A Worthy Life

Blog 9.27.2021

A Worthy Life.

The other day I was scrolling through my browser’s newsfeed, and I came across this article, “You Are Worthy of Living Your Best Life.” These internet essays have two primary purposes: to make us feel warm and fuzzy inside and empower us to achieve more personal happiness. This kind of writing causes me to bristle and reject it from the inside out. First of all, it is entirely subjective; what does it mean to “live your best life?” What if your best life is stealing from other people? Does this make it a good life, or one that someone should be worthy of living? What if your best life hurts people; is that something that we should celebrate? Slipped into this line of reasoning is that personal happiness should be everyone’s end goal. Although this may make some people feel better, it does not benefit everyone and can cause some extreme pain, disappointment, and disillusionment with the world around us. Because if things don’t go my way, and I end up unhappy at some point, then I must not be worthy.

Understanding worthiness begs the question, “What does it mean to be worthy?” Am I worth someone’s time, energy, resources? Does my life have any worth, meaning, or purpose? If these questions go unanswered or unfulfilled, it has damaging effects on our outlook on life. Consolidating our lives to whether or not we are happy and worthy is a dangerous mental trap, a tragic situation where only a few people can be happy and worthy.

Thankfully, this is not the message relayed in the Bible. Take a look at a passage we read on Sunday:

Ephesians 4:1-6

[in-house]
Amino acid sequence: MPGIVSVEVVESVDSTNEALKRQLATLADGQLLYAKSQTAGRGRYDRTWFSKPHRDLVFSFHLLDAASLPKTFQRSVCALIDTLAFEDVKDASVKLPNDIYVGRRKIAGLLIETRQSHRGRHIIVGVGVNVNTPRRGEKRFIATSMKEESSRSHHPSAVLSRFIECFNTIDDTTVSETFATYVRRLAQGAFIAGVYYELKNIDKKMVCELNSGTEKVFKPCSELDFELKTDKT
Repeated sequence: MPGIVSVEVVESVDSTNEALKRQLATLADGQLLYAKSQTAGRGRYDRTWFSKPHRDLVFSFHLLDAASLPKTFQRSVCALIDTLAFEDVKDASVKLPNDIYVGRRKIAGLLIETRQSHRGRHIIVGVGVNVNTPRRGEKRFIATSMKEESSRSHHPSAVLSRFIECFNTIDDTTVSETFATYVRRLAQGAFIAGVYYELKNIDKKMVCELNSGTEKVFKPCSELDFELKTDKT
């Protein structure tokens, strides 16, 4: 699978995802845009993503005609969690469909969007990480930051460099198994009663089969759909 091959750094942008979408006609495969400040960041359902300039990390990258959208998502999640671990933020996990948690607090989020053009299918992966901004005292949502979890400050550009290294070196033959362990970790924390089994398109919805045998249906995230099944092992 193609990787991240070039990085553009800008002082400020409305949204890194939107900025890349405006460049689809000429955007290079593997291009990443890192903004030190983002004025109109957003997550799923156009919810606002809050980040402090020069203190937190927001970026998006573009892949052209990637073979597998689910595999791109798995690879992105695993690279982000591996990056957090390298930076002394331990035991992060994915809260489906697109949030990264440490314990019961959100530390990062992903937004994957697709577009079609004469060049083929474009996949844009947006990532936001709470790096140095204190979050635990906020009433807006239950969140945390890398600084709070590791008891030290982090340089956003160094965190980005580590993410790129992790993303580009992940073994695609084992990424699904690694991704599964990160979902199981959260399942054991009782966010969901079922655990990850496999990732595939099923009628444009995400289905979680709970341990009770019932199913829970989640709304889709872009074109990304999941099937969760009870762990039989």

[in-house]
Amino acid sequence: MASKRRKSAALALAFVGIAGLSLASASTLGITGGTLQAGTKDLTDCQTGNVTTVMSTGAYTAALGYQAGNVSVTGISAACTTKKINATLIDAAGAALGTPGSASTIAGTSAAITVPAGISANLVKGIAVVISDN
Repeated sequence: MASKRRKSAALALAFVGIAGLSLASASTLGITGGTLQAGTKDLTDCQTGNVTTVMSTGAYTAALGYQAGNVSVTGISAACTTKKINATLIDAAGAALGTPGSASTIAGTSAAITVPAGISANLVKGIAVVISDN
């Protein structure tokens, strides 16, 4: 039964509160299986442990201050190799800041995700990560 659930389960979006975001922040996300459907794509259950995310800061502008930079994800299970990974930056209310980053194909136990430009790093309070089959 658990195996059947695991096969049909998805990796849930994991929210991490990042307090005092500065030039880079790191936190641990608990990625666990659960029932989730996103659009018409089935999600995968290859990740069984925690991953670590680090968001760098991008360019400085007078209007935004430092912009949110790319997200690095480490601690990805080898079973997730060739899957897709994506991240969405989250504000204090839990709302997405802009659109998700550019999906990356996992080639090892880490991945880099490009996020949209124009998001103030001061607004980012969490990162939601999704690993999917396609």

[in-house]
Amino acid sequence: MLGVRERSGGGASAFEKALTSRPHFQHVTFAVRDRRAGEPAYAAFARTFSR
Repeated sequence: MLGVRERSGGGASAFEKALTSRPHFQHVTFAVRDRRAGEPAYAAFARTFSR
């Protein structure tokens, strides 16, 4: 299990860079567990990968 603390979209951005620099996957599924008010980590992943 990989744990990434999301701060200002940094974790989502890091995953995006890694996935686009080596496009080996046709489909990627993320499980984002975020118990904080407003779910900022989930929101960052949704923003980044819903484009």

As a prisoner for the Lord, then, I urge you to live a life worthy of the calling you have received. 2 Be completely humble and gentle; be patient, bearing with one another in love. 3 Make every effort to keep the unity of the Spirit through the bond of peace. 4 There is one body and one Spirit, just as you were called to one hope when you were called; 5 one Lord, one faith, one baptism; 6 one God and Father of all, who is over all and through all and in all. 

This passage comes after Ephesians 3:14-21, which is a great prayer that I encourage you to read later. This prayer highlights just how amazing the love of Christ is and how this unites us under God the Father. After this prayer, Paul instructs the church in Ephesus to “live a life worthy” of their calling. This phrase denotes a few things, 1.) they have already been deemed worthy and now 2.) live like they are worthy. This clarification removes the questions we posed earlier, am I worth someone’s time, energy, resources? Yes! You are worthy; God has given us time, life, and His own Son to demonstrate our worthiness. How do we live a worthy life? We live it contrary to the ways of the world. We become completely humble and gentle, we are patient with each other, we bear with one another in love, and we make every effort to keep the unity of the Spirit. Living like this is in direct opposition to pursuing our happiness or our best life; this is putting other’s needs above my own. Living in this manner puts Jesus’ calling above my fulfillment.

Paul informs us in Philippians 2 that a life like this will make his “joy complete”, and I believe this joy can be ours as well if we live this worthy life. We can either live in such a way that only takes care of our happiness, which is a dangerous gamble, because we might never achieve our ideal level of happiness, or because happiness is fleeting. Or we can discover complete joy by looking out for the needs of those around us. So, my challenge for you this week is not to try to strive for an unattainable “best life” but to instead let us all “Live a Worthy Life.”


One Response to “A Worthy Life”

  1. Dana says:

    I’ve always loved the fact that we are deemed worthy because He chooses us and makes us worthy. Takes away all the power of my sin to disqualify me, and it’s the knowledge that I do sin that makes me believe satan’s lie that I’m not worthy. Thank you for reminding me of this very special truth.

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